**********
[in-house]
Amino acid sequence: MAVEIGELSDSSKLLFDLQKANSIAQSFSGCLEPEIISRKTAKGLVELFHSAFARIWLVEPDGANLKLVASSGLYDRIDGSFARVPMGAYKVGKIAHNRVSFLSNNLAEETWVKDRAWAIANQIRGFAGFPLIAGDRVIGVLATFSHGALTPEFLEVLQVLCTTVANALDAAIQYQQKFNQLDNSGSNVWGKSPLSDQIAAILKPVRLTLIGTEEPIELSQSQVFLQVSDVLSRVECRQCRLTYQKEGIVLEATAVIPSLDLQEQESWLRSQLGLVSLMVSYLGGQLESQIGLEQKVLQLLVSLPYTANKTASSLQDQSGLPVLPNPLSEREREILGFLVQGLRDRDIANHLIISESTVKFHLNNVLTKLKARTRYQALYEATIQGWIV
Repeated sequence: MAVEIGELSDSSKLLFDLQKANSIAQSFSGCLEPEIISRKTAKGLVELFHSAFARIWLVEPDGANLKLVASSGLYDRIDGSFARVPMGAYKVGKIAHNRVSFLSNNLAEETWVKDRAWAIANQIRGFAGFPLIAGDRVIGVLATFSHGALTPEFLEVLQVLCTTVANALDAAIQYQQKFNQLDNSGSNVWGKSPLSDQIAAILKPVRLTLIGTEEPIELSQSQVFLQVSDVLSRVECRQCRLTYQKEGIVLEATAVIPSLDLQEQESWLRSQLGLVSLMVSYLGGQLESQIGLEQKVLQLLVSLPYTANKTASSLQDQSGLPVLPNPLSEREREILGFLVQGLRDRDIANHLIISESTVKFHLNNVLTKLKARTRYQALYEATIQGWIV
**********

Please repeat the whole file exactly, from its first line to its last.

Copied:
[in-house]
Amino acid sequence: MAVEIGELSDSSKLLFDLQKANSIAQSFSGCLEPEIISRKTAKGLVELFHSAFARIWLVEPDGANLKLVASSGLYDRIDGSFARVPMGAYKVGKIAHNRVSFLSNNLAEETWVKDRAWAIANQIRGFAGFPLIAGDRVIGVLATFSHGALTPEFLEVLQVLCTTVANALDAAIQYQQKFNQLDNSGSNVWGKSPLSDQIAAILKPVRLTLIGTEEPIELSQSQVFLQVSDVLSRVECRQCRLTYQKEGIVLEATAVIPSLDLQEQESWLRSQLGLVSLMVSYLGGQLESQIGLEQKVLQLLVSLPYTANKTASSLQDQSGLPVLPNPLSEREREILGFLVQGLRDRDIANHLIISESTVKFHLNNVLTKLKARTRYQALYEATIQGWIV
Repeated sequence: MAVEIGELSDSSKLLFDLQKANSIAQSFSGCLEPEIISRKTAKGLVELFHSAFARIWLVEPDGANLKLVASSGLYDRIDGSFARVPMGAYKVGKIAHNRVSFLSNNLAEETWVKDRAWAIANQIRGFAGFPLIAGDRVIGVLATFSHGALTPEFLEVLQVLCTTVANALDAAIQYQQKFNQLDNSGSNVWGKSPLSDQIAAILKPVRLTLIGTEEPIELSQSQVFLQVSDVLSRVECRQCRLTYQKEGIVLEATAVIPSLDLQEQESWLRSQLGLVSLMVSYLGGQLESQIGLEQKVLQLLVSLPYTANKTASSLQDQSGLPVLPNPLSEREREILGFLVQGLRDRDIANHLIISESTVKFHLNNVLTKLKARTRYQALYEATIQGWIV